The Department of Defence will next week release its multimillion-dollar terrestrial communications tender as it ramps up its new technology strategy.
In 2012, Defence intends to commence building a high-capacity terrestrial communications network, which it hopes will better integrate with its major ally, the US Department of Defence, and improve its corporate and war-fighting capability.
The bidding process for that work is expected to commence on 22 April, when managed network providers will be asked to submit capability statements for work currently provided by Telstra, Optus and Verizon.
At an industry briefing last week, Defence outlined that it would attempt to cut its supply base down to one, in order to streamline its sluggish procurement processes. Spokesperson Darryl Johnstone told ZDNet.com.au yesterday that it would also accept a consortium bid.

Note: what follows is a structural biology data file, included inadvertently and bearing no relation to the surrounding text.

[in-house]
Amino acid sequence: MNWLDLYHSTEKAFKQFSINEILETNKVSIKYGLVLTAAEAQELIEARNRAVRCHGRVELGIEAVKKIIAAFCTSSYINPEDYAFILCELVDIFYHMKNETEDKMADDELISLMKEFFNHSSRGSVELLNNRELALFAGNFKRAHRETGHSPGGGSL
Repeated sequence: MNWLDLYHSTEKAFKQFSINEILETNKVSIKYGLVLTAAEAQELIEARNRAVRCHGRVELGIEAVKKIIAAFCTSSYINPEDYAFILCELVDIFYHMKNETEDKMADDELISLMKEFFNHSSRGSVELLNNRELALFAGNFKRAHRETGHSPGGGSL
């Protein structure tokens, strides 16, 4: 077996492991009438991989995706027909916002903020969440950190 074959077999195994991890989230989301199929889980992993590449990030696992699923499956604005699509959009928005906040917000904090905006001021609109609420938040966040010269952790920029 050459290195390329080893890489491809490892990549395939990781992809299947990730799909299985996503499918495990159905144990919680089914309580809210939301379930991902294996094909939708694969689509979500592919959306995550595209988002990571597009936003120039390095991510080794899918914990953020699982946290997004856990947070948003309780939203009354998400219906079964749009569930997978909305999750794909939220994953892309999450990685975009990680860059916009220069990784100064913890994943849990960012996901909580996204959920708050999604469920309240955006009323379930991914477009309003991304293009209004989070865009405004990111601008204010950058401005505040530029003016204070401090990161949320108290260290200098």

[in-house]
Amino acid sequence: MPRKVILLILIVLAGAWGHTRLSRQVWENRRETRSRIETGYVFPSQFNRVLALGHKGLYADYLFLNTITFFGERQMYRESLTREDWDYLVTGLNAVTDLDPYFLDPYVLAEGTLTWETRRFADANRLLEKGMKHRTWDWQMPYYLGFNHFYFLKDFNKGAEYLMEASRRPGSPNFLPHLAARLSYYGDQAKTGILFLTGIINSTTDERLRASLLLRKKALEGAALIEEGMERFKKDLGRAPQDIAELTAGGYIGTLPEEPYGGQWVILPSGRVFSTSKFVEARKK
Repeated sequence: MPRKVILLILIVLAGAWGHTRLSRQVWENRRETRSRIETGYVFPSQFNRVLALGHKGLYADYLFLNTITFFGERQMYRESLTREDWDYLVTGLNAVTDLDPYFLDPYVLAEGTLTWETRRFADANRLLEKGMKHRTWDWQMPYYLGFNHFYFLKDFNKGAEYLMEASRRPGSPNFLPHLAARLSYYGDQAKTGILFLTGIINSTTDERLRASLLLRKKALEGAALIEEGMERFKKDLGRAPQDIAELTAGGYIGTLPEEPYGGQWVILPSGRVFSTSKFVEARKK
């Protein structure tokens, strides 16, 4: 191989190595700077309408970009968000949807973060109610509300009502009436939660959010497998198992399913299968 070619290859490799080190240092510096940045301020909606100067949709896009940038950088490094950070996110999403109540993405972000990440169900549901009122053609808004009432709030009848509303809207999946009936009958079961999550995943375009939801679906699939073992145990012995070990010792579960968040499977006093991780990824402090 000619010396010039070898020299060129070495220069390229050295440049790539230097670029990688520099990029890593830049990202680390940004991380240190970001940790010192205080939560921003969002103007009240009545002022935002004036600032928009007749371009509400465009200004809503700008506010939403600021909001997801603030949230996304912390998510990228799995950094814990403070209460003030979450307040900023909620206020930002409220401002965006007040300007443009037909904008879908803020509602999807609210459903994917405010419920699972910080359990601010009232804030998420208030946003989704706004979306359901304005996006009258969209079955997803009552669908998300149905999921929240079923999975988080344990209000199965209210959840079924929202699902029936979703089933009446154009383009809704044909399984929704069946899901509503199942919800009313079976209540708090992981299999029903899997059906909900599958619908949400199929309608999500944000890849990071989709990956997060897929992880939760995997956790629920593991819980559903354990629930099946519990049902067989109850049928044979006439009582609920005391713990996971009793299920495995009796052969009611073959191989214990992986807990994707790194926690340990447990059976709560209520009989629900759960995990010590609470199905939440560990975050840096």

The network will be expected to improve combat, combat support and intelligence capabilities across the force, by ensuring that all its users have access to IP-based network services.
Bruce Hearne, Defence's director of terrestrial communications outlined at the briefing that Defence spent around $52 million annually on its data network, $72 million on voice and data carriage, and $17 million on its voice network. A smaller expense at $47 million was video conferencing.
The telecommunications contract represents Phase 3 of its Joint Project 2047. It is also the culmination of a new outsourcing strategy initiated by chief information officer Greg Farr, who has since 2007 worked towards simplifying procurement. Defence now has three key bundles, similarly structured to the Australian Taxation Office, Farr's former employer. Defence's new tenders have been broken down into three bundles: centralised processing, distributed computing and terrestrial communications.
Earlier this year Defence awarded Nextgen Networks a $200 million deal to manage its long haul network.